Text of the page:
Another pitcher that might make a bigger jump than expected is Marcus Stroman. While I have him listed at #11, with a good Spring Training, he has the quality of stuff that can translate into a mid-rotation starter, giving him more upside than even Nolin has. Scouts are marveling at his stuff, especially a cutter and a changeup to go along with his already good fastball and slider. He has also added a curveball which give him five potential major league average pitches (and at least two of them are “plus” pitches) that he can throw to batters on both sides of the plate. While people think that he will always be prone to the home run ball due to his short stature, he has the stuff to strike batters out and will certainly have an opportunity.
The other dark horse that I wouldn’t count out is Dustin McGowan. He’s already expressed interest in being a starter again and the fact that he’s making major league money (not so bad at $1.5 million) and is out of options so, if healthy, he’s going to be on the major league roster. While he struggled with his control last year, a full spring training to ramp up the innings and fine-tuning on his arm could provide him with the base of repetition in his mechanics that could lead to his first full season in the major leagues since 2007. While it may be too much to ask, McGowan still has the stuff and could be a very cheap option in the rotation. It also helps the bullpen log-jam that contains a lot of players who are out of options. Obviously, no one wants to be too optimistic about McGowan because the potential for disappointment is so high, but he is definitely a guy you want to keep in mind.
As for Drabek and Hutchison, they’ve both been showing that their stuff is too good for the minor leagues. Hutchison has been particularly impressive in the Arizona Fall League and will certainly get the opportunity (at least in Spring Training) to show that he can recapture his 2012 form (and grow from it). Drabek was dominant in the minors but didn’t get much of a opportunity to show his stuff upon his return to the major leagues in September. He only pitched two and a third innings so you can’t really read anything into his major league stats. The good sign was that his fastball averaged 93 mph (or, if you believe Pitch F/X, 92.7 mph) and he showed signs of that very sharp curveball. Additionally, his changeup showed the best numbers in terms of pitch value (again, from a very small sample size).
You’ll notice that I haven’t mentioned Todd Redmond yet. In an ideal world, he won’t have to make 14 starts for the Blue Jays next year. In fact, in an ideal world, he won’t have to make any but as a guy who held up over half a season’s worth of starts in the AL East, he’s definitely a guy who will be valuable for providing depth.
Will all of the pitchers listed at the #4 spot and lower in my depth chart be a part of the Blue Jays going into Opening Day next year? Probably not. I’m sure Alex Anthopoulos will make adjustments that I can’t see coming but the fact is that the Blue Jays DO have depth. Is it likely that they’ll have as many injuries as they did over the last two years? No. Possible, but unlikely. The fact of the matters is that the Jays need about eight major league ready starting pitchers and they certainly have that. While I’ve said in the past that I think Stroman needs another year in Triple-A before he’s ready, I’m actually willing to admit that I have changed my mind. Another year in the minors certainly wouldn’t hurt Stroman but I think that a lot of teams have had success bringing college pitchers along to the majors quickly (see the St. Louis Cardinals) and Stroman offers far more upside than J.A. Happ or Chad Jenkins do.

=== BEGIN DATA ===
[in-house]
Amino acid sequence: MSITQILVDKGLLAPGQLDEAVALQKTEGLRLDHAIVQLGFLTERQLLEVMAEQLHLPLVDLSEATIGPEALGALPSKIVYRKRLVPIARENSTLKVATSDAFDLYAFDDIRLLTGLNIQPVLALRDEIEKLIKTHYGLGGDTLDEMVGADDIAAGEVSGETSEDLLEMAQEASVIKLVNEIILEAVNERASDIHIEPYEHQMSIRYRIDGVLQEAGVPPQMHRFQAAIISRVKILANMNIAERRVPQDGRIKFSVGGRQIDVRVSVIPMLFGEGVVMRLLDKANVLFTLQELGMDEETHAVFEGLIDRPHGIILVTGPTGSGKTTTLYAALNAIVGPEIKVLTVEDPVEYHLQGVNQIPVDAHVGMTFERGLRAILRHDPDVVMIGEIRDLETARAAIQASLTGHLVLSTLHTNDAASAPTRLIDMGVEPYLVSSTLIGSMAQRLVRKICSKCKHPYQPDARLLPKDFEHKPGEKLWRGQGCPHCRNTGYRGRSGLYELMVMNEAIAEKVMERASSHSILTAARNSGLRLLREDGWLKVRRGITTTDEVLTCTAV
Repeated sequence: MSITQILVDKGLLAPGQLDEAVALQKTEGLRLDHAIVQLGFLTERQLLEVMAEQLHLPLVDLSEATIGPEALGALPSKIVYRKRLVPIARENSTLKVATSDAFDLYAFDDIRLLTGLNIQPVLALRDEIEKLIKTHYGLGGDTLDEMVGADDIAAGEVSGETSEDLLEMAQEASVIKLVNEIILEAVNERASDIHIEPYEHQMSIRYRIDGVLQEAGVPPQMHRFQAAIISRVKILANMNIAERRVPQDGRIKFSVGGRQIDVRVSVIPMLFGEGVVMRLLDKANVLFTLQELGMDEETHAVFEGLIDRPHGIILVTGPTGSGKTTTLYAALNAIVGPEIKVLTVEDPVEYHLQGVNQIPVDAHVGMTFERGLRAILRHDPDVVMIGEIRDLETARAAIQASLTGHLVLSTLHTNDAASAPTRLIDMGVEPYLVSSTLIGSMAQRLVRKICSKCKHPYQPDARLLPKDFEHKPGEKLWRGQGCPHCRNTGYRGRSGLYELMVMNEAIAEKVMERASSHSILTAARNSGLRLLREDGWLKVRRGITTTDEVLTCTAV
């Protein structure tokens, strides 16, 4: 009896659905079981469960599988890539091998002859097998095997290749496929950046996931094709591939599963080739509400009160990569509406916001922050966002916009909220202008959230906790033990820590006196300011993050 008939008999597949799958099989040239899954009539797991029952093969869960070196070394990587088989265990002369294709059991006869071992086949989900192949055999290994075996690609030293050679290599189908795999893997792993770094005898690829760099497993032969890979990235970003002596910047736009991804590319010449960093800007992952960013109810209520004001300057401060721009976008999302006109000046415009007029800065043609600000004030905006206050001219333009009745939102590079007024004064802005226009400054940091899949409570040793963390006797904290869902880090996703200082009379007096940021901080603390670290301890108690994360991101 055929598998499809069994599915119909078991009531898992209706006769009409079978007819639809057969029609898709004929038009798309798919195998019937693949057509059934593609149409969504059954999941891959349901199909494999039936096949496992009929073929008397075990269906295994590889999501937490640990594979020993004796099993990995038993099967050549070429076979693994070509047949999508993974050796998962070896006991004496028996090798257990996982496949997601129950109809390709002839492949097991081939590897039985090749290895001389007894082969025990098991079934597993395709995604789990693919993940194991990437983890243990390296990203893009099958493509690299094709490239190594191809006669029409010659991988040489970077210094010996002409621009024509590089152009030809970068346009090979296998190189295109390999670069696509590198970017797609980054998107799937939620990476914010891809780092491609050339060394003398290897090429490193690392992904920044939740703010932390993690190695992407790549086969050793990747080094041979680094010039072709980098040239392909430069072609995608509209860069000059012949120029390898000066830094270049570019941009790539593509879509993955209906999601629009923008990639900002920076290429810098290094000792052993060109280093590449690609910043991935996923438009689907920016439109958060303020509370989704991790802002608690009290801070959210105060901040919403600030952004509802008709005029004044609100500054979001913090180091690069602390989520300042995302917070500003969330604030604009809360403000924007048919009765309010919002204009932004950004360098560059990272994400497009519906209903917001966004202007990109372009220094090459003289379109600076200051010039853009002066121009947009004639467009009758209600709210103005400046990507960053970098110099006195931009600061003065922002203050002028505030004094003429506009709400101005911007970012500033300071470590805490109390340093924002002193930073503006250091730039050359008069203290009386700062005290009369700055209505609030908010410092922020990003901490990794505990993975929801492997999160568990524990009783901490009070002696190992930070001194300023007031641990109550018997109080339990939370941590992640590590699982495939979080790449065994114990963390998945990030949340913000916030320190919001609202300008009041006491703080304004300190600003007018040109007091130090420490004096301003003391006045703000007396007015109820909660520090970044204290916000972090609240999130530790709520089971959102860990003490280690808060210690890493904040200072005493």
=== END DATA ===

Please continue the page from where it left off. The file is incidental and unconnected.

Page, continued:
Barring injuries, trades and free agent acquisitions, I see a rotation of R.A. Dickey, Brandon Morrow, Mark Buehrle, J.A. Happ and Esmil Rogers being perfectly solid to start the year. Substitute a healthy and more polished Dustin McGowan and ML-ready Marcus Stroman for Happ and Rogers and you could have something really exciting. With Hutchison and Drabek waiting in the wings, you have six pitchers with the potential to go from a replacement-level back of the rotation to something much better. Sure, there are a lot of question marks on the mound for the Blue Jays but the players that we thought would be “sure things” last year proved to be anything but.
The question that AA will have to ask himself is, “Can we get better results by spending more money?” My question in response would be, “How much money is necessary to get how much better?” My gut feeling is that if the Blue Jays are going to spending $150 million next year, spend that last $15+ million somewhere else.